Representatives Dingell and Fortenberry reintroduced Recovering America’s Wildlife Act in 2017 based on a recommendation from a panel of conservation and business leaders. The think-tank convened in 2015 to recommend a new mechanism to sustainably fund fish and wildlife conservation. The panel discovered that $1.3 billion annually was needed to fully implement all 50 states' wildlife action plans.

The group estimated that without rigorous bolstering of local and federal conservation efforts, the list of federally threatened and endangered species is expected to grow from nearly 1,600 today to thousands more in the future. The new dedicated funding created by Recovering America’s Wildlife Act is aimed at making sure this doesn't happen. Building on collaborative, proactive, on-the-ground conservation, Recovering America’s Wildlife Act aims to recover 12,000 species considered in need, including more than 1,600 species listed under the Endangered Species Act.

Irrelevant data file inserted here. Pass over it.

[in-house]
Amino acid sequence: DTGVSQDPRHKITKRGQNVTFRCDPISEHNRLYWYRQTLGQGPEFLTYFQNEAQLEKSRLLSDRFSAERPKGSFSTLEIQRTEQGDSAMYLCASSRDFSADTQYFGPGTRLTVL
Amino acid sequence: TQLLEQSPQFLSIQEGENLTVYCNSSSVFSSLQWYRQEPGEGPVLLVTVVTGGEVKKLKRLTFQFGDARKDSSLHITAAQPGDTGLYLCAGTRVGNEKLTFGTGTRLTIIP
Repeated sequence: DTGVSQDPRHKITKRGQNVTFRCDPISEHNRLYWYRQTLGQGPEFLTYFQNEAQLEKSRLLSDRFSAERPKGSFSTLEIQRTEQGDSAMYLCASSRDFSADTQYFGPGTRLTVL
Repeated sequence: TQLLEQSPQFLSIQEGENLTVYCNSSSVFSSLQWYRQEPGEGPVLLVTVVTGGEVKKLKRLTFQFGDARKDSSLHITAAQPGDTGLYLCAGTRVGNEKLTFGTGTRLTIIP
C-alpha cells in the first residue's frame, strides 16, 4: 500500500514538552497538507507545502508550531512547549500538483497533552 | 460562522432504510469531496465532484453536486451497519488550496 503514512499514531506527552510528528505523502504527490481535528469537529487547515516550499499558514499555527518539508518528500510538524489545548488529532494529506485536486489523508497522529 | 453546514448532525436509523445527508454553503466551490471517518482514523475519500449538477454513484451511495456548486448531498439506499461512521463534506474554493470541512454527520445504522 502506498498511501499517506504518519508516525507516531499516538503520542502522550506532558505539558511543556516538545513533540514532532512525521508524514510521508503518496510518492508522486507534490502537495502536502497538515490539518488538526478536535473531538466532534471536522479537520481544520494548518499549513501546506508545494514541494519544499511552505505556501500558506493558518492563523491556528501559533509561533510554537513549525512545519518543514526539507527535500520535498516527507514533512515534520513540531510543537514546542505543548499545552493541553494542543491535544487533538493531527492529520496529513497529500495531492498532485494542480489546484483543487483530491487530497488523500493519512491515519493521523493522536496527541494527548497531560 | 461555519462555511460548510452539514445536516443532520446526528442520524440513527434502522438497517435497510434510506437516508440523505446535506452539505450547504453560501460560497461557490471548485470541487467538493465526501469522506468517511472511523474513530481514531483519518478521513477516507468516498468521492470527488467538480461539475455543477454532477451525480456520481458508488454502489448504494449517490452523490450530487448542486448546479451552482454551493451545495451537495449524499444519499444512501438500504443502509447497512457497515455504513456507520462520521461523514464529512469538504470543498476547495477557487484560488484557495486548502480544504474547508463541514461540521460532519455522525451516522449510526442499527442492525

The Recovering America’s Wildlife Act would significantly bolster Michigan's Wildlife Action Plan. The state's current plan is a 10-year framework guiding state government and its conservation partners in managing the state's wildlife. Common plants and animals such as deer, turkey and native flora are included in the plan's framework, but it goes on to provide special attention to the state's more rare and threatened species.